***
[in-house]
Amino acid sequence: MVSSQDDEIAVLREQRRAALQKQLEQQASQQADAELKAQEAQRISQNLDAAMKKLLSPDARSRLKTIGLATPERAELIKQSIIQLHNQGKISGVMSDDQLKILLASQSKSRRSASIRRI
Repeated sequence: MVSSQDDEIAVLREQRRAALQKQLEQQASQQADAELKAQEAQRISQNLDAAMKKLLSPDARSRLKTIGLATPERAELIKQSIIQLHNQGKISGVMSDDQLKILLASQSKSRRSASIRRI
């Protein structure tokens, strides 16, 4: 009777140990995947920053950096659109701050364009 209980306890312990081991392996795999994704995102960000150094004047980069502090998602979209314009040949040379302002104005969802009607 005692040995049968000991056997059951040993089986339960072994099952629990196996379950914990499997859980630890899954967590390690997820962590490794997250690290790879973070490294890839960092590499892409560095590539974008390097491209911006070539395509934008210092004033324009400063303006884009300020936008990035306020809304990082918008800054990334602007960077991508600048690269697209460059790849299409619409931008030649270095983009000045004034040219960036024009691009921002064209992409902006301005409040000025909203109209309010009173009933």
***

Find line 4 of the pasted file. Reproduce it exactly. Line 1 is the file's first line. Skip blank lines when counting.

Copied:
């Protein structure tokens, strides 16, 4: 009777140990995947920053950096659109701050364009 209980306890312990081991392996795999994704995102960000150094004047980069502090998602979209314009040949040379302002104005969802009607 005692040995049968000991056997059951040993089986339960072994099952629990196996379950914990499997859980630890899954967590390690997820962590490794997250690290790879973070490294890839960092590499892409560095590539974008390097491209911006070539395509934008210092004033324009400063303006884009300020936008990035306020809304990082918008800054990334602007960077991508600048690269697209460059790849299409619409931008030649270095983009000045004034040219960036024009691009921002064209992409902006301005409040000025909203109209309010009173009933």